“A Green Beret demonstrates how to dismantle an M249 light machine gun to partner force soldiers of the Maghaweir al-Thowra (MaT) during a machine gun familiarization range at al-Tanf Garrison, Syria, March 4, 2020.” Note the holstered Glock, complete with factory night sights, in what could be termed a “field-modified” holster. (U.S. Army photo by Staff Sgt. William Howard)

More in my column at Guns.com.

National Security Cutters Get Chance to Flex National Security Muscle

Via the U.S. Coast Guard 17th District Alaska (emphasis mine):

During a routine maritime patrol in the Bering Sea and Arctic region, U.S. Coast Guard Cutter Bertholf (WMSL-750), spotted and established radio contact with the Chinese People’s Liberation Army Navy (PLAN) task force in international waters within the U.S. exclusive economic zone, Aug. 30, 2021. All interactions between the U.S. Coast Guard and PLAN were in accordance with international laws and norms. At no point did the PLAN task force enter U.S. territorial waters. U.S. Coast Guard photo by Ensign Bridget Boyle.

U.S. Coast Guard photo by Ensign Bridget Boyle.

The U.S. Coast Guard demonstrated its commitment to the Bering Sea and Arctic region with deployments of national security cutters Bertholf (WMSL-750), and Kimball (WMSL-756), and a U.S. Arctic patrol by icebreaker Healy.

“Security in the Bering Sea and the Arctic is homeland security,” said Vice Adm. Michael McAllister, commander Coast Guard Pacific Area. “The U.S. Coast Guard is continuously present in this important region to uphold American interests and protect U.S. economic prosperity.”

Crews interacted with local, national and international vessels throughout the Arctic. During the deployment, Bertholf and Kimball observed four ships from the People’s Liberation Army Navy (PLAN) operating as close as 46 miles off the Aleutian Island coast. While the ships were within the U.S. exclusive economic zone, they followed international laws and norms and at no point entered U.S. territorial waters.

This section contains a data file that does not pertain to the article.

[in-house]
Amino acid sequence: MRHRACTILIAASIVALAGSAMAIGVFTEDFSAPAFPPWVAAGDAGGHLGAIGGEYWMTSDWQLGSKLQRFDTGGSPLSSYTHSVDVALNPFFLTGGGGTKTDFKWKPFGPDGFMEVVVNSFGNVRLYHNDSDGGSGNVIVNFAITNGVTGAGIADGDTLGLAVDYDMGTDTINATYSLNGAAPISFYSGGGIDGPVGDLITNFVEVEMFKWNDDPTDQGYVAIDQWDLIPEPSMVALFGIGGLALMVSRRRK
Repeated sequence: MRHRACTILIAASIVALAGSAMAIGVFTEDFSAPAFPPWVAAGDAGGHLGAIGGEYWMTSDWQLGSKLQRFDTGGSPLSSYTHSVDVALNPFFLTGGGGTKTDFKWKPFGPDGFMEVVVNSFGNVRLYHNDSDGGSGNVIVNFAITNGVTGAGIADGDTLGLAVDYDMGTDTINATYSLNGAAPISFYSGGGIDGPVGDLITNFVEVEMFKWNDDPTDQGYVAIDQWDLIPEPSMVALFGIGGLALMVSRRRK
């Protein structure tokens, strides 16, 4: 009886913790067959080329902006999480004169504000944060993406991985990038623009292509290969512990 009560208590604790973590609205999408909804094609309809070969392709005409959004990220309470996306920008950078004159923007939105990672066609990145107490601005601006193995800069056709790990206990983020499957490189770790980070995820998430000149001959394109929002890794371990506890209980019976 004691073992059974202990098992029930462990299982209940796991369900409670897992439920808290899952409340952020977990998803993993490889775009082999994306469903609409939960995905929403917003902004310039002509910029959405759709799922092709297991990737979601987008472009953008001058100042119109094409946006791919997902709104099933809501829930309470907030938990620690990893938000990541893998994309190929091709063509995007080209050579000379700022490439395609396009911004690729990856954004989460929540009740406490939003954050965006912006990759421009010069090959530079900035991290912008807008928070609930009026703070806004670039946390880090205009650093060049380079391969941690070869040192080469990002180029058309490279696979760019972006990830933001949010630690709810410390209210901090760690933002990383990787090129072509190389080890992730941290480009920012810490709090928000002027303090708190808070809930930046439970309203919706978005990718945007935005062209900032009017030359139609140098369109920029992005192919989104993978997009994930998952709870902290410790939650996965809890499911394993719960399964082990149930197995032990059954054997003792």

The PLAN task force included a guided missile cruiser, a guided missile destroyer, a general intelligence vessel, and an auxiliary vessel. The Chinese vessels conducted military and surveillance operations during their deployment to the Bering Sea and North Pacific Ocean.

All interactions between the U.S. Coast Guard and PLAN were in accordance with international standards set forth in the Western Pacific Naval Symposium’s Code for Unplanned Encounters at Sea and Convention on the International Regulations for Preventing Collisions at Sea.

While the PLAN doesn’t “officially” have any cruisers, the brand new Type 55 DDGs (NATO designation Renhai-class) are big ships, running to 13,000-tons, and having a 112-vell VLS launcher installed with missiles cued by a phased array radar. In other words, a bigger, newer version of a Tico. They are the largest and most advanced Chinese surface combatant. 

PLAN’s Nanchang (DDG-101) Type 55, from a Japanese MOD intel picture/press release earlier this year. Look at all those VLS cells…